Cricket is an analytical game, and so player comparisons to make the game’s all-time XIs, have also become part of it. But how often do we come across comparisons between players of different eras? In such cases, do we give fair consideration to both statistical and non-statistical facts?
Quite often such comparisons are drawn when the statistical records of every player across different eras are shown together. In the meantime, non-statistical factors are overlooked, which underestimates some great players.
Therefore, we need to be mindful not to take those statistics altogether and keep in mind that non-statistical factors also need to be taken into account considering the different eras the players are drawn from.
For such reasons, the inclusion of someone like Sanath Jayasuriya into the all-time ODI XI is a controversial selection to some, when considering purely his numbers.
Let’s see why Sanath Jayasuriya would be the perfect fit into an All-time ODI XI.
1. The role of the player
The ‘Master Blaster’, Jayasuriya is widely regarded as one of the most destructive ODI openers of all time. Apart from being an explosive batter, another important factor we need to keep in mind is that he was a genuine all-rounder who used to play as the 5th bowling option in ODIs. He has 323 wickets in addition to 13,430 runs in ODIs, no mean feat.
Among the batters who have scored over 10,000 runs in ODIs, Sanath Jayasuriya is the only cricketer who also has 300+ wickets to his name.
2. Vacant position for an all-rounder
In cricket, balance is given priority in team selection and an all-rounder is essential to balance the composition of a playing XI. A team can use a 7-4 combination with a genuine all-rounder or a 6-5 combination with a bowling all-rounder, depending on the strengths of the team. At this point we need to keep in mind that it’s tough to balance a team with just a part time bowler.
Also, the 6-5 combination was not really something teams opted for before the introduction of batting-friendly rules in 2011. So between 1971 and 2011, the 5th bowling option was often not a bowling all-rounder but a genuine bowling option.
Let us first look at what I think should be the composition of the all-time ODI XI, to see where an all-rounder would fit.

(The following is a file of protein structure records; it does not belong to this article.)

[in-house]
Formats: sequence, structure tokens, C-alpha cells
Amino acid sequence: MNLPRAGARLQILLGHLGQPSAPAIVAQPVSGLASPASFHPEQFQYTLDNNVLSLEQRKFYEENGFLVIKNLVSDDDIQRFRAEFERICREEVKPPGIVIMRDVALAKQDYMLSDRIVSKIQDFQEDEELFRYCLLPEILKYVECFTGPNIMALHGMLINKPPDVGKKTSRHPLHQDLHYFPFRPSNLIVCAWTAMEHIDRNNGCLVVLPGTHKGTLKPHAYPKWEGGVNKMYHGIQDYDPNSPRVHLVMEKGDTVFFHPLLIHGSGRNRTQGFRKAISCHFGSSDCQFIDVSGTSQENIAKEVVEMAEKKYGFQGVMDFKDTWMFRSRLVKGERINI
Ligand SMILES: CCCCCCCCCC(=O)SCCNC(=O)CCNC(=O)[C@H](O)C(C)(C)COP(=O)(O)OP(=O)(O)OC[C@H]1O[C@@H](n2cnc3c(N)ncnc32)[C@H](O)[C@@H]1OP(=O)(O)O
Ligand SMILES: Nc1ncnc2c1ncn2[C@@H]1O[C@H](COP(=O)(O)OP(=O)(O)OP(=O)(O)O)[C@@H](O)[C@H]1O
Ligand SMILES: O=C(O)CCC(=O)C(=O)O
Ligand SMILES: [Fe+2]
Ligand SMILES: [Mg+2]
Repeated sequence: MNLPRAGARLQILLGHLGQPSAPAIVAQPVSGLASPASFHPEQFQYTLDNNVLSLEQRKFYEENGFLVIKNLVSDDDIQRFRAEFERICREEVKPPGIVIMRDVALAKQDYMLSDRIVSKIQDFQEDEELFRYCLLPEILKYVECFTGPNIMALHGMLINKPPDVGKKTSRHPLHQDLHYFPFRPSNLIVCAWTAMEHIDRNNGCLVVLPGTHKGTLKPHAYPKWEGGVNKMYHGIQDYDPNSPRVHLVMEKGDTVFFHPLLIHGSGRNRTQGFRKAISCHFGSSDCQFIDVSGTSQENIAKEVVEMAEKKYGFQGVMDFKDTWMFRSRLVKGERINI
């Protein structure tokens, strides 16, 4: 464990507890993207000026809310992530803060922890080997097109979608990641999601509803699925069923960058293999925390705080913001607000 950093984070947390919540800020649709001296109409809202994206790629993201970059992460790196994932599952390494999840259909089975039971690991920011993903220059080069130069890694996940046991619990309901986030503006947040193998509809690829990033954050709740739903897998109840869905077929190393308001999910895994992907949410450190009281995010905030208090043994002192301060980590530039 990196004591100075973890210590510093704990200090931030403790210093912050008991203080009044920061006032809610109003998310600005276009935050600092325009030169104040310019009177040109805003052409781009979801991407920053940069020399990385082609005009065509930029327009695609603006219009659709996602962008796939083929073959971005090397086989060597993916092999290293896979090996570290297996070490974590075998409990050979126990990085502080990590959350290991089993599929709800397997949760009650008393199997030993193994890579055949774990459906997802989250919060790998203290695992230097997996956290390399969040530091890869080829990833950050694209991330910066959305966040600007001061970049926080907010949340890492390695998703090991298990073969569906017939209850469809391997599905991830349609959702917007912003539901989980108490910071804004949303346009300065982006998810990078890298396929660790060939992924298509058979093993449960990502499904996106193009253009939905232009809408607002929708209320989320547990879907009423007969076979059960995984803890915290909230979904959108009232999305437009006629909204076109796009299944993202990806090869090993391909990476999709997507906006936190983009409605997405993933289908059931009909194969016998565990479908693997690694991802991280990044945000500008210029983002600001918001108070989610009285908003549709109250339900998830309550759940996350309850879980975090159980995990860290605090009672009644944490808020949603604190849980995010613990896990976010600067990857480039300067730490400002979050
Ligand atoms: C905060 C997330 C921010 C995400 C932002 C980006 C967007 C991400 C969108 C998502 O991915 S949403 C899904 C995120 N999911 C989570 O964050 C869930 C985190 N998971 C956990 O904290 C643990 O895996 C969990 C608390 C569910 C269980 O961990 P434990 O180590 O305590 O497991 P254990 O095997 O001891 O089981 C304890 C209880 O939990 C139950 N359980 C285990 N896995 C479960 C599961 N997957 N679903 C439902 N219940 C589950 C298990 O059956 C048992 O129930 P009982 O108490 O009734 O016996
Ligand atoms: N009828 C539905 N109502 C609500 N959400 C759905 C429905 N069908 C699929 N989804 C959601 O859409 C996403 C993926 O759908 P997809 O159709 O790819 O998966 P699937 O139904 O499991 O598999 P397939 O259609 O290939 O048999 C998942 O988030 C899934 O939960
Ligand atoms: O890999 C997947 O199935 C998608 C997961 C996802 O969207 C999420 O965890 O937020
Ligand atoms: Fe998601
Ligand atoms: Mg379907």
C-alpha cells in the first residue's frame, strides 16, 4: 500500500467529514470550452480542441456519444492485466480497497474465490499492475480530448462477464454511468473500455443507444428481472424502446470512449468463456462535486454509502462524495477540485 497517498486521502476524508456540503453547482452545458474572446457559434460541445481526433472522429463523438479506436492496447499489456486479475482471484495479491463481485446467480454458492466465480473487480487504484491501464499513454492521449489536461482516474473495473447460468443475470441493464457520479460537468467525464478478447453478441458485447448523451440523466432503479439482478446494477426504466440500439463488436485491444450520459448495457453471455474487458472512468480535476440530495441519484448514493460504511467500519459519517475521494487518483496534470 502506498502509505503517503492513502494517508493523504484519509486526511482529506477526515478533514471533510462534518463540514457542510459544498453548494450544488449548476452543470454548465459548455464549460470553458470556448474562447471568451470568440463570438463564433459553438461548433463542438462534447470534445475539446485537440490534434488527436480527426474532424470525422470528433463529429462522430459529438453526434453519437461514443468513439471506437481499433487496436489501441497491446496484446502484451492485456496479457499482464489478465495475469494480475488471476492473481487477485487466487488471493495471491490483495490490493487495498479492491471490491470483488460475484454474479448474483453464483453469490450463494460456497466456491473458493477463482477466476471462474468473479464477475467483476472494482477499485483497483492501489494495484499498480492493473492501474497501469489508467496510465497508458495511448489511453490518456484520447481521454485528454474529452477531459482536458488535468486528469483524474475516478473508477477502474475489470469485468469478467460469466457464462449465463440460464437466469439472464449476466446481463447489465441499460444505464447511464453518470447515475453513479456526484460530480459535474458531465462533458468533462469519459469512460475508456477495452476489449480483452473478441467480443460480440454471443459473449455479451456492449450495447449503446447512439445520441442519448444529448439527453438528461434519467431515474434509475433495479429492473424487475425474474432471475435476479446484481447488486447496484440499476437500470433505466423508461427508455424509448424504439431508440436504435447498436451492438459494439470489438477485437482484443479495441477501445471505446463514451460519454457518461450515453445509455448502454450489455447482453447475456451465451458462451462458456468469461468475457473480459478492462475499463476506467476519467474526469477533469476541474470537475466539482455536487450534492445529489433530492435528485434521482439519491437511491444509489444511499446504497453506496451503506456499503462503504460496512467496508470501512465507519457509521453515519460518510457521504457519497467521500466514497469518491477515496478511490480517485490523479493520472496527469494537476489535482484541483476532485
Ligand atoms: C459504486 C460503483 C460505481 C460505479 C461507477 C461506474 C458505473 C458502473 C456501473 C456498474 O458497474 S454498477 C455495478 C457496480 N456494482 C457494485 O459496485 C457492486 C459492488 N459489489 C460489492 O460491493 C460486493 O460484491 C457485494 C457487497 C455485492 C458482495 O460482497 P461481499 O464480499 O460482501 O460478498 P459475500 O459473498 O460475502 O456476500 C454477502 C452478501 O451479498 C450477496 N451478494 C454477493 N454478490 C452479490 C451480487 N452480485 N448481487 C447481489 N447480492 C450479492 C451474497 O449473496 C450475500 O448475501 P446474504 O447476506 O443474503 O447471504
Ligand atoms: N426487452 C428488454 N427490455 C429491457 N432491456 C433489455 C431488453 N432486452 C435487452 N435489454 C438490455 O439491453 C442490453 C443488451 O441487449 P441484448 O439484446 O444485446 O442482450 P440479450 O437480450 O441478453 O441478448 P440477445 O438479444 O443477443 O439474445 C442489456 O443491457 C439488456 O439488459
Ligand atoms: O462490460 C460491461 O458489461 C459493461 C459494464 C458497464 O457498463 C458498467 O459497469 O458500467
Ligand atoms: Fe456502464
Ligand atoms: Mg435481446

As mentioned earlier, Jayasuriya’s selection for the all-rounder’s spot may be more controversial than the other 10 players’ selections, as many people measure him solely by statistics.
All of these selections are made based on both statistical criteria and non-statistical factors, taking into account the performance of the era in which they played. (Career record, Impact, consistency, match winning ability, game changing ability, reliability, varieties, longevity, ability to adapt to different conditions and game situations, ability to succeed against many opposition teams, performance in their particular batting position, performance in major tournaments, etc.)
2.1 The batter needed for this composition –
According to the above composition, the all-rounder used in that vacant spot must be,
- A regular opening batsman.
- A genuine all-rounder who can be the 5th bowling option
- An aggressive batter to gain some momentum as the opening partner of someone like Tendulkar.
- If the opener is from a previous era, it will give fair and equal consideration to all 3 eras in ODIs. (I have explained it under point 8.2 in this analysis and that is the main reason for omitting someone like Rohit Sharma)
- If the batter is a left-hander that would be strategically good to make a left-right combination. (not mandatory)
Quite obviously, we cannot find any other player in the history of ODI cricket who is as suitable as Jayasuriya for this vacant position as per the requirements mentioned in all these points. Aside from this, we can also take advantage of having two of the greatest ODI finishers of all time, Michael Bevan and MS Dhoni, play together in the same XI only by including Jayasuriya as an opener considering the team balance.
2.2 The bowler needed for this composition –
Since 3 of the 4 frontline bowlers in this combination are pacemen and one is a spinner, it does not matter whether the 5th bowling option is a paceman or a spinner. That’s because we already have the minimum number of options required for any balanced playing XI from both the pace and spin departments.
However, considering that Muralitharan, the frontline spinner in this combination, is an off-spinner, the inclusion of a genuine leg spin/left arm orthodox option to assist him would inevitably be of great benefit here as it adds variety to the composition.
Even though it is not mandatory, including Sanath Jayasuriya would see to this as well.
Among the other bowling options already in the playing XI, we need to be aware of the fact that Viv Richards is neither a genuine all-rounder nor a leg spinner; he is part time off spinner. Although Tendulkar and Bevan both bowled spin, both were part-time bowlers.
When it comes back to the genuine all-rounders who bowl spin outside of this playing XI, we cannot find any other all-rounder except Jayasuriya who is at this level.
3. Omitting other all-rounders for various reasons
3.1 Batting position –
In such an argument, we have to be mindful of the difference between each game situation. Because the pressure created for each batting position is completely different. So it depends on how many runs the team has scored and wickets have fallen when the batter comes to the crease.
Therefore, even some of the all-time greats might get omitted as their regular batting position is not vacant in this all-time XI. As a result, even Jacques Kallis, one of the most prolific all-rounders ever produced, can’t find a place here, because he usually bats at no.3 and 4.
3.2 Bowling position –